The film opens with deeply-religious family man Keller Dover (Hugh Jackman) talking his teenage son Ralph (Dylan Minnette) through his first deer kill with a recitation of the Lord's Prayer.  So, right away, we have religion and guns, and Dover also owns his own small carpentry business.  That, along with his fortifying his basement into a survivalist compound, is essentially informing us that Keller is a guy who probably watches a lot of Fox News.  Keller and his family--there's also wife Grace (Maria Bello) and young daughter Anna (Erin Gerasimovich)--spend Thanksgiving with their friends the Birches from down the street--Franklin (Terrence Howard), his wife Nancy (Viola Davis), teenage daughter Eliza (Zoe Borde) and young daughter Joy (Kyla Drew Simmons).  As the day goes on, Anna and Joy walk down to the Dover house but never make it.  Both disappear and Ralph remembers them playing near a parked RV that's now nowhere to be found.  The police are called, and Detective Loki (Jake Gyllenhaal) and some officers find the RV at a truck stop, with mentally-challenged Alex Jones (Paul Dano) behind the wheel.  Alex doesn't have the capacity to answer any questions and with no evidence on him or in the RV, the cops can only hold him for 48 hours.  After Alex is released into the custody of his aunt Holly (Melissa Leo),  Loki starts knocking on the doors of all the sex offenders in the area, trying to find any new potential leads, and inadvertently stumbling on to a second mystery involving a rotting corpse in the basement of a convicted pedophile priest (Len Cariou), as well as a local weirdo (David Dastmalchian) who's frequently observed buying little girl's clothing at a secondhand store. Meanwhile, an enraged Keller is convinced Alex knows where the girls are...so convinced, in fact, that he abducts Alex and holds him captive in a vacant, decrepit apartment building that was left to him by his late father, and proceeds to spend several days brutally and mercilessly beating and torturing him to get the information he wants.

For the most part, Jackman convincingly sells Keller's rage, but there are some scenes where he's a little too over-the-top, and Guzikowski's script makes the daring decision to spend a little time almost attempting to turn Keller into not the villain, but a villain, especially when his own actions start to impede Loki's investigation.  But it's here where the problems start.  It takes people way too long to comment on a high-profile kidnapping suspect going missing for days. And how long does Keller expect to get away with what he's doing when he parks his work truck with his name on the side of it near the abandoned building?  And of course the recovering alcoholic Keller falls off the wagon (with the requisite brown paper bag) and of course Grace disappears into a haze of sleeping pills and anti-depressants as Bello spends most of the remainder of the film asleep in bed. The filmmakers don't spend much time at all addressing the grief of the Birch family, but then, they don't have a patriarch who's paranoid and close to foaming at the mouth even on his best days.  It's by design that Howard's Franklin is supposed to be the voice of reason against Keller's all-consuming quest for Biblical vengeance, but the film sometimes forgets that two families are in pain here.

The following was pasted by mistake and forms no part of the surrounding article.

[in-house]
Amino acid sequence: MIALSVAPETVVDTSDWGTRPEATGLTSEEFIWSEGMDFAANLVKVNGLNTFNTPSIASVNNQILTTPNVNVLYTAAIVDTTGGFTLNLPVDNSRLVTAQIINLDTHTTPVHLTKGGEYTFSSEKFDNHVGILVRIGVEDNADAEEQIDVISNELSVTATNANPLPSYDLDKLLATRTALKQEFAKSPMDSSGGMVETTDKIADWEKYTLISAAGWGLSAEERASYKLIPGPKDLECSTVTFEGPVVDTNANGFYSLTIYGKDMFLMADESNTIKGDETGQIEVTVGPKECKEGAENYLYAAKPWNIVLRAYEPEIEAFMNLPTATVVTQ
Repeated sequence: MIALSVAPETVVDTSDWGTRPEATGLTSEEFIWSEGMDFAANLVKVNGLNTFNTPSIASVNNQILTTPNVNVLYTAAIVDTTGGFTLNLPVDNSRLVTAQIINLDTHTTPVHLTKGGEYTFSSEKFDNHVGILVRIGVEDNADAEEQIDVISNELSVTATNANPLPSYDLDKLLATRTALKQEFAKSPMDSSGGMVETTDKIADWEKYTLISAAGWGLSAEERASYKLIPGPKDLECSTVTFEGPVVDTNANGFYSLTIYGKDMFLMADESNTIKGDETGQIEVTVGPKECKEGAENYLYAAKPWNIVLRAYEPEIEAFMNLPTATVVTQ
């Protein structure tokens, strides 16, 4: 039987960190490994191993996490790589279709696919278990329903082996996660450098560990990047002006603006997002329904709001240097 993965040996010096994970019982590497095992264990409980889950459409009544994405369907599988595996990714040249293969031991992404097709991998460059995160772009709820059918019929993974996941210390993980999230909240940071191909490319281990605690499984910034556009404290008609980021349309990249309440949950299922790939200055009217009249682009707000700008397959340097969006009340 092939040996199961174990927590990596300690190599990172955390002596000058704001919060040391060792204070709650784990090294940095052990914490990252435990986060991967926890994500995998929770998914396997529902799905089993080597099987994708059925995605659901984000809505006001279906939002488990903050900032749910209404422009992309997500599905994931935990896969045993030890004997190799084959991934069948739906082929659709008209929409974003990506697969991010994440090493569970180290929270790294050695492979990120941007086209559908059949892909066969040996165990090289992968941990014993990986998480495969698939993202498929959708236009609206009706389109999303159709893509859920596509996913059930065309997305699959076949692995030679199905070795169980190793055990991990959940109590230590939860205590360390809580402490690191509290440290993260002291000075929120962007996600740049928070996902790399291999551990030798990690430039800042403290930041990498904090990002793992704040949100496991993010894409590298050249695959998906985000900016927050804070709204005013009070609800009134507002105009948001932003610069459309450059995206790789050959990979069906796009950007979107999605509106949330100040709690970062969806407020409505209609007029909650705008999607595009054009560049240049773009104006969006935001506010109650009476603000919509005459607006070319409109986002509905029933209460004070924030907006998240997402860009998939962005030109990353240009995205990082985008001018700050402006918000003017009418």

PRISONERS goes into some unexpectedly dark places for a mainstream, big-studio movie, but I found myself most intrigued by Gyllenhaal's Detective Loki and wished that we learned more about his backstory.  Introduced eating Thanksgiving dinner alone at a Chinese buffet, Loki, with his intense blinking tic, zodiac tats on his knuckles, a Freemason ring and neck tat, and awkwardly-fitting shirts that are at least a size too small, is one of the strangest heroes to come down the pike in a while.  He sometimes lets his inexperience show (he tails Keller at one point, but gets made when he ends up blocking traffic and people start laying on their horns), and he's also dangerously impulsive, has no qualms about telling his captain (Wayne Duvall) what he thinks ("Hey, Captain...why don't you do me a favor and go fuck yourself?"), and is a loner on the force who doesn't seem to interact very well with his colleagues.  We don't learn much about Loki's obviously troubled past other than an offhand remark about spending time in a boys' home.  That, and he seems to really personally dislike Cariou's pedophile priest, so interpret that how you will.  Loki's an odd, fascinating character and we're intentionally kept at a distance with him, yet Gyllenhaal utilizes his skills as an actor to bring added dimensions to him (Gyllenhaal has said in interviews that the blinking tic was his own idea).  It's an awards-caliber performance, and the actor's best since David Fincher's 2007 masterpiece ZODIAC.